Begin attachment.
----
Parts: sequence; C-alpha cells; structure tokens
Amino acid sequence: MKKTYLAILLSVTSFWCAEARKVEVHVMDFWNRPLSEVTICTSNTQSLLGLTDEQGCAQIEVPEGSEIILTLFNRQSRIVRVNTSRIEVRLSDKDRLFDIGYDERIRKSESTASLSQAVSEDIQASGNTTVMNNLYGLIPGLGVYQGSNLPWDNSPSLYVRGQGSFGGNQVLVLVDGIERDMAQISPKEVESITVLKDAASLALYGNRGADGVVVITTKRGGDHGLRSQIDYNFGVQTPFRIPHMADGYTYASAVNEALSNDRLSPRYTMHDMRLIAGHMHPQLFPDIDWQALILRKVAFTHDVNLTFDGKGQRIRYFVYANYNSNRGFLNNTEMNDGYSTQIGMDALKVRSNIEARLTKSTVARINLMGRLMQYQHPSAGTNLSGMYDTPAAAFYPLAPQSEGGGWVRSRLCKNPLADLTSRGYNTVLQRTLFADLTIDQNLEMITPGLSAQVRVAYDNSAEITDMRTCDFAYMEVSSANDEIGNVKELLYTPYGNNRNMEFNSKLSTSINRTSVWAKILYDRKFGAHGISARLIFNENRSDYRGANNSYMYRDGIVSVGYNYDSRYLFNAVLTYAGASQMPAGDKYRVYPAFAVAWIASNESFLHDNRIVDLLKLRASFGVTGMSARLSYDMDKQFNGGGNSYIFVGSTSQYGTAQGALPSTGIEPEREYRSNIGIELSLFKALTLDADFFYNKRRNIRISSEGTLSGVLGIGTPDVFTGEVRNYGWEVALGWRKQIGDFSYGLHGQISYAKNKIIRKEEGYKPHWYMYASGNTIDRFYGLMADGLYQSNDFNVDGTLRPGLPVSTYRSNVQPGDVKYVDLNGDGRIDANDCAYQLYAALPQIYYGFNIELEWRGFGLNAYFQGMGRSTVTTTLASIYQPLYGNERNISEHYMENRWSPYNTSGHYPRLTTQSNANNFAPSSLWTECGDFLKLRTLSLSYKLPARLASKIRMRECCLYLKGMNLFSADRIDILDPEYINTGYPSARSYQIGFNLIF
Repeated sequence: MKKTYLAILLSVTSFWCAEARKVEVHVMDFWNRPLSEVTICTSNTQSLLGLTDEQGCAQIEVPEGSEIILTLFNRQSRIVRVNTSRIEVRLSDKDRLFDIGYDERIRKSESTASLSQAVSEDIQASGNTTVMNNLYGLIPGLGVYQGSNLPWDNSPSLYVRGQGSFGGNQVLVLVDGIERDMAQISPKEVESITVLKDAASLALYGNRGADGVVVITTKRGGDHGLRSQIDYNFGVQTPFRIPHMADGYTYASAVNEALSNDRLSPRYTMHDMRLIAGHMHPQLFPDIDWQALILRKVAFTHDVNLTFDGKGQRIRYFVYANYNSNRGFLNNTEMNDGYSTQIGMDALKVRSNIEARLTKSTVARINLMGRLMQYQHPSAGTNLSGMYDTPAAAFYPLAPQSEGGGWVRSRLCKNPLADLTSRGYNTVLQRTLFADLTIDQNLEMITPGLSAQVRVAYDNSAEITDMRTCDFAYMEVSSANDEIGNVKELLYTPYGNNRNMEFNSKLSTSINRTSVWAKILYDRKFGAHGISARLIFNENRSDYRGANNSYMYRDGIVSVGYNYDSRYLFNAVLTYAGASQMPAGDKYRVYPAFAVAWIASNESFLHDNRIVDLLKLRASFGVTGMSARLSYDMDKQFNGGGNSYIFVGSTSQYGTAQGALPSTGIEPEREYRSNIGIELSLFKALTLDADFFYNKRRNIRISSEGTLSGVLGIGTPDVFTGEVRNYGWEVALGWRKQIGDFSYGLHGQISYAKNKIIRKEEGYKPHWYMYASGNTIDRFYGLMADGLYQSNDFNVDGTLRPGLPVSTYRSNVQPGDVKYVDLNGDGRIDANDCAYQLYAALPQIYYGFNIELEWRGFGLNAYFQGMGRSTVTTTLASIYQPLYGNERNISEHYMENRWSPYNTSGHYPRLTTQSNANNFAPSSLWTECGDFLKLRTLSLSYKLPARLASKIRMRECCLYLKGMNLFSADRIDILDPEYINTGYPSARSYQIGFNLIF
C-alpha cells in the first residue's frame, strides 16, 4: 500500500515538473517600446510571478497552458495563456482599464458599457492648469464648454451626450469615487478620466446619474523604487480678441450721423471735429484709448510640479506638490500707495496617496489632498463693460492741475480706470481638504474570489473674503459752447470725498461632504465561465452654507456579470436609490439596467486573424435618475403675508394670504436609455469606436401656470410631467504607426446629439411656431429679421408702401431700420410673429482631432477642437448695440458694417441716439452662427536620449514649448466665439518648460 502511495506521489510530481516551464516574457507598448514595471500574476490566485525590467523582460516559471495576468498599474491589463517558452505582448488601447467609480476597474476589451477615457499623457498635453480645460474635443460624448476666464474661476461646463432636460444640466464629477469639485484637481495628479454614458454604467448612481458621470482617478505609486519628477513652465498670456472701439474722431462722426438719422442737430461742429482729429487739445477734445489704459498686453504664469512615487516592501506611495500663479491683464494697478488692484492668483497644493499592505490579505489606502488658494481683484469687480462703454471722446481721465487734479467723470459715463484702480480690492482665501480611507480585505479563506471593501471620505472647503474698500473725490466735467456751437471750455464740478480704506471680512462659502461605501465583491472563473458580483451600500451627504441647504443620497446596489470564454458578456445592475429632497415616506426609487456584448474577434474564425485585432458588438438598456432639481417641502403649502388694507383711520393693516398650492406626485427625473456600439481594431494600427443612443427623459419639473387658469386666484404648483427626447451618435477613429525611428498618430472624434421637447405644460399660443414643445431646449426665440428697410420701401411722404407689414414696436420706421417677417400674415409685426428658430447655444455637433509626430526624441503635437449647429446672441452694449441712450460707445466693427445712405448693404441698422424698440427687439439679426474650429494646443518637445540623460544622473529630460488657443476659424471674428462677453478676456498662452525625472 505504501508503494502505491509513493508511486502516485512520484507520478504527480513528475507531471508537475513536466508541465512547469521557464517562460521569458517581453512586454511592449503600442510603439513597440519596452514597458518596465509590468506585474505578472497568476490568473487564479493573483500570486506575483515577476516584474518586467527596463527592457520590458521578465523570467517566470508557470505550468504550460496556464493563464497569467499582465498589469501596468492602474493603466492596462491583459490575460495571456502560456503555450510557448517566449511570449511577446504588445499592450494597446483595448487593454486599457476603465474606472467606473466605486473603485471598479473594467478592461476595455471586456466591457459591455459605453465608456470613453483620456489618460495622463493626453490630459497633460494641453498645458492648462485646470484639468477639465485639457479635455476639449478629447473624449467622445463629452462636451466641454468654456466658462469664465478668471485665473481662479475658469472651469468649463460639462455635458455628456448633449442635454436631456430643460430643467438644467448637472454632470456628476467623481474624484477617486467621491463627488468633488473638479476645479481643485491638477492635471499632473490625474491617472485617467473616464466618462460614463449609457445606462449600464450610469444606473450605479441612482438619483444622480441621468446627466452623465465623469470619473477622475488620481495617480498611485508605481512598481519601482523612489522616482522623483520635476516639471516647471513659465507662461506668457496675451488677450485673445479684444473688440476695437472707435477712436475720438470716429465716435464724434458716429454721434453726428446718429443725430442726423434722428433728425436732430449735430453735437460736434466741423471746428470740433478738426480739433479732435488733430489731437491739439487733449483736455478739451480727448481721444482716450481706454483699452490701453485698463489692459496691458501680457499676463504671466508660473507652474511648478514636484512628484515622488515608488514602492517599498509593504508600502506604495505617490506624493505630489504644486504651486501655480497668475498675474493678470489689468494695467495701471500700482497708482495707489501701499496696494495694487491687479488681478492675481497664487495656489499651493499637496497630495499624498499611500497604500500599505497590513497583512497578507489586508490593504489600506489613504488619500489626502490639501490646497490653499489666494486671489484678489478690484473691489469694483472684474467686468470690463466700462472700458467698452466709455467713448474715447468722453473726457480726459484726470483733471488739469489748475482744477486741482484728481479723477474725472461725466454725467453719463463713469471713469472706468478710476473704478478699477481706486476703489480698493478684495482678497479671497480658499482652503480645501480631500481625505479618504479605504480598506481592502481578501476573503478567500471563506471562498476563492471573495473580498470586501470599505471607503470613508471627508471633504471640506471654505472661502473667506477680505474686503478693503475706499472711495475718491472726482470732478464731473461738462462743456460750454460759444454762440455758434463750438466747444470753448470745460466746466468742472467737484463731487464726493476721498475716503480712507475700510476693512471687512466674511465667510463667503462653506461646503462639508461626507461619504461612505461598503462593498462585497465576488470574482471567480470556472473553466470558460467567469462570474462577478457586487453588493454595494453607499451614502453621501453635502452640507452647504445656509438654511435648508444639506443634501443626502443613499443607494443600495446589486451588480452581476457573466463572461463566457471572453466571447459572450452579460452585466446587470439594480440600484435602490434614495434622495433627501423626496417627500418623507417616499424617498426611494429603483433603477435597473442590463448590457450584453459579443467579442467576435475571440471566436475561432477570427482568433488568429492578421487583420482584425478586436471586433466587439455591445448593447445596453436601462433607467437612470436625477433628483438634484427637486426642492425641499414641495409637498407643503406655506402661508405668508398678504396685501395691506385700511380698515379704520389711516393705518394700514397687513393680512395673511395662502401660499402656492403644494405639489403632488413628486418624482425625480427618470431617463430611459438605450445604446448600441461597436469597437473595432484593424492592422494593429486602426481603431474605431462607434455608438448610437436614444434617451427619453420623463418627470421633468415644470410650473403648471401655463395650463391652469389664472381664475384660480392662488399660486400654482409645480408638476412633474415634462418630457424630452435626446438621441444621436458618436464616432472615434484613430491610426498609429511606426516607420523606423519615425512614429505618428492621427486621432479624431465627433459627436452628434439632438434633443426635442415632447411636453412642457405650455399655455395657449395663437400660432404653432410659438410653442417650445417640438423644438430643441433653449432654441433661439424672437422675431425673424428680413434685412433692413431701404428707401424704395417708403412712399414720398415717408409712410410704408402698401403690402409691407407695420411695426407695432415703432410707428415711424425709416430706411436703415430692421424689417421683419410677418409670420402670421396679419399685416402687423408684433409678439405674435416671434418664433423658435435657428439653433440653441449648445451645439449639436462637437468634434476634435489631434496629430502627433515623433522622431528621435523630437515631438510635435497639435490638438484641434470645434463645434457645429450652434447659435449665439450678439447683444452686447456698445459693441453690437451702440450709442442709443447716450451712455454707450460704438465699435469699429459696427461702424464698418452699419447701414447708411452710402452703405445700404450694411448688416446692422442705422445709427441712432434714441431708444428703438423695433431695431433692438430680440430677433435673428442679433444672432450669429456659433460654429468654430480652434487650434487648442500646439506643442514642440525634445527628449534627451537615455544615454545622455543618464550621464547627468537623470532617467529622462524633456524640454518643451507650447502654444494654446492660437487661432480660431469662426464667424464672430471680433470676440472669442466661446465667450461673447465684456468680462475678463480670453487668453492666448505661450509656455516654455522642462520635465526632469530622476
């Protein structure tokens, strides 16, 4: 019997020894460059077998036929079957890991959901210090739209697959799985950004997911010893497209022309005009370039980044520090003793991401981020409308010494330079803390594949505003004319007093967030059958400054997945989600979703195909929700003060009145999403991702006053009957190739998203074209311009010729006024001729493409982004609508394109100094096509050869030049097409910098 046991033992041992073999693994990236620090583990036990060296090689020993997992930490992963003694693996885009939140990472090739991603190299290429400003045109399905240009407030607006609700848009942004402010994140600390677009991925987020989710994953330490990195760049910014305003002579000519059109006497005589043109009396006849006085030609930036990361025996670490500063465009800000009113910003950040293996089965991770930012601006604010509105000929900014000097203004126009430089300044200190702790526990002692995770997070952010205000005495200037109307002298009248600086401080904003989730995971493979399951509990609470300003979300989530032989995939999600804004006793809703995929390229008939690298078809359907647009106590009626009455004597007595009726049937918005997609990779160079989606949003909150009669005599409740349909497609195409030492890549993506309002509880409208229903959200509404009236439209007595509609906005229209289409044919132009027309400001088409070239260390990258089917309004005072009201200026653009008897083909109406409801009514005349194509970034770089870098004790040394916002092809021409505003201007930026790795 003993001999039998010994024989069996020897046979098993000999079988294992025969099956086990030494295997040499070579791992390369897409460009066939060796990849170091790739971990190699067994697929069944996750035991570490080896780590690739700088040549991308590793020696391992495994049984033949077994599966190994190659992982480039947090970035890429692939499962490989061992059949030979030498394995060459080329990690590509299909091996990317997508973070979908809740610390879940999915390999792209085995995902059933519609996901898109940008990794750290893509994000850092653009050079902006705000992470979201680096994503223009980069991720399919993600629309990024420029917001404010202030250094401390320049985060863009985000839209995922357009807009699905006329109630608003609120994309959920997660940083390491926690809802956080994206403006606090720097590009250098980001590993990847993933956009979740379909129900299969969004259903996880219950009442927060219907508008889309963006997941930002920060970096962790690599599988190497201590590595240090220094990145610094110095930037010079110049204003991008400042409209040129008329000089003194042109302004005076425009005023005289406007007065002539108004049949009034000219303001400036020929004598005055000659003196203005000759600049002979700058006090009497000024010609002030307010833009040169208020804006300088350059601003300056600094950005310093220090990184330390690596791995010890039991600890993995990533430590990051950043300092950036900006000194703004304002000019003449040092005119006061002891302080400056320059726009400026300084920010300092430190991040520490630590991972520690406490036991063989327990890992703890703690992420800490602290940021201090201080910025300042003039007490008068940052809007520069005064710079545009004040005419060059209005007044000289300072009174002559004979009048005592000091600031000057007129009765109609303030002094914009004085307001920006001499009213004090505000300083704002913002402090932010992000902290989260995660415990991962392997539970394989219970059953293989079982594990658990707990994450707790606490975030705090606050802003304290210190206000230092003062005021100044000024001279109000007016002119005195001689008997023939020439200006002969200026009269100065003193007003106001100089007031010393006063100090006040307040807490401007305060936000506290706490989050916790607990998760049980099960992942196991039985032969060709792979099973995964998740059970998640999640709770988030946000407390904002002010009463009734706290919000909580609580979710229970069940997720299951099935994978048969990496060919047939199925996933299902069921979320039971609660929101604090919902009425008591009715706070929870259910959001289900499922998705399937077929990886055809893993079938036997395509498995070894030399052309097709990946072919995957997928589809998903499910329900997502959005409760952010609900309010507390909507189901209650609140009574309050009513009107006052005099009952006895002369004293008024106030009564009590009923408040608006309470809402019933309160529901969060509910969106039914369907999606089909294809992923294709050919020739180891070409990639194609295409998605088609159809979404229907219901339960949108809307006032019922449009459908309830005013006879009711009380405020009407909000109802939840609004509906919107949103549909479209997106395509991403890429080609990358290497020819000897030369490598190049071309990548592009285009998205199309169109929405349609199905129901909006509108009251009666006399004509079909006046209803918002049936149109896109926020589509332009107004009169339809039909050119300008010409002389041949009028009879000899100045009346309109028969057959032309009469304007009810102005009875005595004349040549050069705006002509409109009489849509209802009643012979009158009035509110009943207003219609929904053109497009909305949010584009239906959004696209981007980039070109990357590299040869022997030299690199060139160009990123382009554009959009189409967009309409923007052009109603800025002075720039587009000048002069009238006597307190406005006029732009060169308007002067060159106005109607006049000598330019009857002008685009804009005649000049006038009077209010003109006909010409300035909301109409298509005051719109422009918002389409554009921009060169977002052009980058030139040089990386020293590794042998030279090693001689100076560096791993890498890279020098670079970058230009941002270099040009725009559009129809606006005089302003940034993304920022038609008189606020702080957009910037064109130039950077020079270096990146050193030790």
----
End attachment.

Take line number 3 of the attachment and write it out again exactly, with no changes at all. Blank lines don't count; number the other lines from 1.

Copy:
Repeated sequence: MKKTYLAILLSVTSFWCAEARKVEVHVMDFWNRPLSEVTICTSNTQSLLGLTDEQGCAQIEVPEGSEIILTLFNRQSRIVRVNTSRIEVRLSDKDRLFDIGYDERIRKSESTASLSQAVSEDIQASGNTTVMNNLYGLIPGLGVYQGSNLPWDNSPSLYVRGQGSFGGNQVLVLVDGIERDMAQISPKEVESITVLKDAASLALYGNRGADGVVVITTKRGGDHGLRSQIDYNFGVQTPFRIPHMADGYTYASAVNEALSNDRLSPRYTMHDMRLIAGHMHPQLFPDIDWQALILRKVAFTHDVNLTFDGKGQRIRYFVYANYNSNRGFLNNTEMNDGYSTQIGMDALKVRSNIEARLTKSTVARINLMGRLMQYQHPSAGTNLSGMYDTPAAAFYPLAPQSEGGGWVRSRLCKNPLADLTSRGYNTVLQRTLFADLTIDQNLEMITPGLSAQVRVAYDNSAEITDMRTCDFAYMEVSSANDEIGNVKELLYTPYGNNRNMEFNSKLSTSINRTSVWAKILYDRKFGAHGISARLIFNENRSDYRGANNSYMYRDGIVSVGYNYDSRYLFNAVLTYAGASQMPAGDKYRVYPAFAVAWIASNESFLHDNRIVDLLKLRASFGVTGMSARLSYDMDKQFNGGGNSYIFVGSTSQYGTAQGALPSTGIEPEREYRSNIGIELSLFKALTLDADFFYNKRRNIRISSEGTLSGVLGIGTPDVFTGEVRNYGWEVALGWRKQIGDFSYGLHGQISYAKNKIIRKEEGYKPHWYMYASGNTIDRFYGLMADGLYQSNDFNVDGTLRPGLPVSTYRSNVQPGDVKYVDLNGDGRIDANDCAYQLYAALPQIYYGFNIELEWRGFGLNAYFQGMGRSTVTTTLASIYQPLYGNERNISEHYMENRWSPYNTSGHYPRLTTQSNANNFAPSSLWTECGDFLKLRTLSLSYKLPARLASKIRMRECCLYLKGMNLFSADRIDILDPEYINTGYPSARSYQIGFNLIF